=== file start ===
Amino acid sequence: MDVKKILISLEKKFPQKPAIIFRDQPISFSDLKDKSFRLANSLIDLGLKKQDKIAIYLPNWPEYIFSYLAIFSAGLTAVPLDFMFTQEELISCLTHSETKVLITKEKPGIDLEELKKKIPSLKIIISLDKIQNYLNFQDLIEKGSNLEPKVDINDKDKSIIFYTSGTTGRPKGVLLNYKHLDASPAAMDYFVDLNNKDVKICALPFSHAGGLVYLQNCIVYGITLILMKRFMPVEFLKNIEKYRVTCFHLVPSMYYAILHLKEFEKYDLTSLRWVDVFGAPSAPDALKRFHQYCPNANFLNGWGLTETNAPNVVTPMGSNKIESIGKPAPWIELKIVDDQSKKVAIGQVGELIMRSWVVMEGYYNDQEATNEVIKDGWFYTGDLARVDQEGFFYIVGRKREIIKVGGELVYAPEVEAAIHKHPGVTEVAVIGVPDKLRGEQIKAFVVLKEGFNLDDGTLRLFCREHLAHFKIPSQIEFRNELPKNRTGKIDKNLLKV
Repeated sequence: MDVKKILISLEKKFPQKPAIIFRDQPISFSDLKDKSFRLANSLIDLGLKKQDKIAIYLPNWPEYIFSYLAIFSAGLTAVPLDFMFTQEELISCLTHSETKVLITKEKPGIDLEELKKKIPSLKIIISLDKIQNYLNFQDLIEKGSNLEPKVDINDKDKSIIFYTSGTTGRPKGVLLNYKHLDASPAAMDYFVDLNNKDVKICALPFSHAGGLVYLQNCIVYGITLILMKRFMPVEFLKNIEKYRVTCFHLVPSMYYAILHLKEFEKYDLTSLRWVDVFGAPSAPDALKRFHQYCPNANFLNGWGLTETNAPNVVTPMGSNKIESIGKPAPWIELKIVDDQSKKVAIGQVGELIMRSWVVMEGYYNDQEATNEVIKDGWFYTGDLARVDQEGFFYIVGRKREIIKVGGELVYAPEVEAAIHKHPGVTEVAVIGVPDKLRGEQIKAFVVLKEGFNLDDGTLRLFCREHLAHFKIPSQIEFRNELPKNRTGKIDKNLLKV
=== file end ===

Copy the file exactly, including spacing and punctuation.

Amino acid sequence: MDVKKILISLEKKFPQKPAIIFRDQPISFSDLKDKSFRLANSLIDLGLKKQDKIAIYLPNWPEYIFSYLAIFSAGLTAVPLDFMFTQEELISCLTHSETKVLITKEKPGIDLEELKKKIPSLKIIISLDKIQNYLNFQDLIEKGSNLEPKVDINDKDKSIIFYTSGTTGRPKGVLLNYKHLDASPAAMDYFVDLNNKDVKICALPFSHAGGLVYLQNCIVYGITLILMKRFMPVEFLKNIEKYRVTCFHLVPSMYYAILHLKEFEKYDLTSLRWVDVFGAPSAPDALKRFHQYCPNANFLNGWGLTETNAPNVVTPMGSNKIESIGKPAPWIELKIVDDQSKKVAIGQVGELIMRSWVVMEGYYNDQEATNEVIKDGWFYTGDLARVDQEGFFYIVGRKREIIKVGGELVYAPEVEAAIHKHPGVTEVAVIGVPDKLRGEQIKAFVVLKEGFNLDDGTLRLFCREHLAHFKIPSQIEFRNELPKNRTGKIDKNLLKV
Repeated sequence: MDVKKILISLEKKFPQKPAIIFRDQPISFSDLKDKSFRLANSLIDLGLKKQDKIAIYLPNWPEYIFSYLAIFSAGLTAVPLDFMFTQEELISCLTHSETKVLITKEKPGIDLEELKKKIPSLKIIISLDKIQNYLNFQDLIEKGSNLEPKVDINDKDKSIIFYTSGTTGRPKGVLLNYKHLDASPAAMDYFVDLNNKDVKICALPFSHAGGLVYLQNCIVYGITLILMKRFMPVEFLKNIEKYRVTCFHLVPSMYYAILHLKEFEKYDLTSLRWVDVFGAPSAPDALKRFHQYCPNANFLNGWGLTETNAPNVVTPMGSNKIESIGKPAPWIELKIVDDQSKKVAIGQVGELIMRSWVVMEGYYNDQEATNEVIKDGWFYTGDLARVDQEGFFYIVGRKREIIKVGGELVYAPEVEAAIHKHPGVTEVAVIGVPDKLRGEQIKAFVVLKEGFNLDDGTLRLFCREHLAHFKIPSQIEFRNELPKNRTGKIDKNLLKV